When landlords have tenants, usually the tenant will enter a lease. Landlords will usually take certain reasonable steps to handle a situation in which a tenant breaks their lease.
A lease will last for a fixed term. This often either 6 months to a year typically. When the term ends you can either choose to move or sign a new lease. There are some agreements that allow a tenant to pay month-to-month rather than commit to a year, but these are not as common and more difficult to find. If you continue to stay in a place even though your landlord wants you to move on and your lease is already over, then this tenant risks facing an eviction lawsuit.
Many people wonder what would happen if they wanted to leave their place before the lease is over. This could happen for a variety of reasons such as a job move, an invitation to live with someone else, or you may just decide that your location is not the place that you want to be in anymore.
In some cases, a landlord might just let you go. This may depend on if there are a lot of other applicants trying to get housing. If your landlord is not willing to let you go, then what will happen differs depending on what state you live in.
Just because you pay your landlord month-to-month does not mean that you do not owe him money for your entire term. You signed a lease, so you owe your landlord that entire amount. Usually, a landlord will need to take steps to re-rent the place and credit that rent to your debt. It is important to check your state's laws or contact a real estate lawyer if you have any questions.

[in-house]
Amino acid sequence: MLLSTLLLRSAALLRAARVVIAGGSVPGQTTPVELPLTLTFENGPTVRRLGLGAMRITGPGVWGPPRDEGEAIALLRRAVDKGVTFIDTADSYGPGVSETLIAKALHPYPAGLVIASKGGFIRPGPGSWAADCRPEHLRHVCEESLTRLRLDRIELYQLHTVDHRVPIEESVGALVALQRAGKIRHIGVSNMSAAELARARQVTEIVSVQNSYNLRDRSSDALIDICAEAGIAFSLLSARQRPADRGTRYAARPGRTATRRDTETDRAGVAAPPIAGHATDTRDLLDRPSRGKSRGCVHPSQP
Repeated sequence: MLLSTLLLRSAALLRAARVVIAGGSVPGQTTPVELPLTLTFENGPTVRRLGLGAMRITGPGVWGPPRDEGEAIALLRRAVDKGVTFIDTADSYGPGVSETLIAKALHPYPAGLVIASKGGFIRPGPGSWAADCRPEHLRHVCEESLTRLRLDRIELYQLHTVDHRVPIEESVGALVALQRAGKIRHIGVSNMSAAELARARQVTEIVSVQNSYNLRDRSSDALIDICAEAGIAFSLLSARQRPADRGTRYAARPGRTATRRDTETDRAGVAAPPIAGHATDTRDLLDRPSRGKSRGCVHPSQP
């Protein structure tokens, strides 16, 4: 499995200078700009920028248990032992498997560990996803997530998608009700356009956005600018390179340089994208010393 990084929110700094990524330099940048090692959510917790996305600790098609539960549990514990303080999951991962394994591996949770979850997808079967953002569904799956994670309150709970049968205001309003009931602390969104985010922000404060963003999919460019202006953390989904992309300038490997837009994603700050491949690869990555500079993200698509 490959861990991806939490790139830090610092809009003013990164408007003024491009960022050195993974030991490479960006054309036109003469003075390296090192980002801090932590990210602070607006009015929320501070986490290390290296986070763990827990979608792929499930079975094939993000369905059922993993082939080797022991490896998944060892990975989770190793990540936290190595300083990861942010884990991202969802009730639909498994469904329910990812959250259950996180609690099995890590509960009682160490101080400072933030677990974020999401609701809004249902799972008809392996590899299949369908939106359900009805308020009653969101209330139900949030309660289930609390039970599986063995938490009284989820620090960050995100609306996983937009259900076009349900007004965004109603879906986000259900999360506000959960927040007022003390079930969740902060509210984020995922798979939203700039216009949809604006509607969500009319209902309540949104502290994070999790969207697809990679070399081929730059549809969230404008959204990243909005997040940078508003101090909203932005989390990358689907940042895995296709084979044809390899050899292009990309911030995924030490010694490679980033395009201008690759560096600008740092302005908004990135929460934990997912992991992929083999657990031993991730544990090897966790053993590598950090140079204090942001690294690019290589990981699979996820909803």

You may be responsible for the cost of advertising. The best thing that you could do is give your landlord as much of an advance notice as possible. You may also want to look for a replacement tenant of your own. If a situation like this happens, they will likely keep your security deposit. They may also send you a letter demanding rent.
If your landlord has not tried to get a new tenant, you may want to send a polite letter back to your landlord with your state's laws. In most situations, you will have to pay a month's worth of rent as damages regardless. If this situation escalates, then you may have to appear in court. Contact Palacios Law Group if you are in need of real estate advice.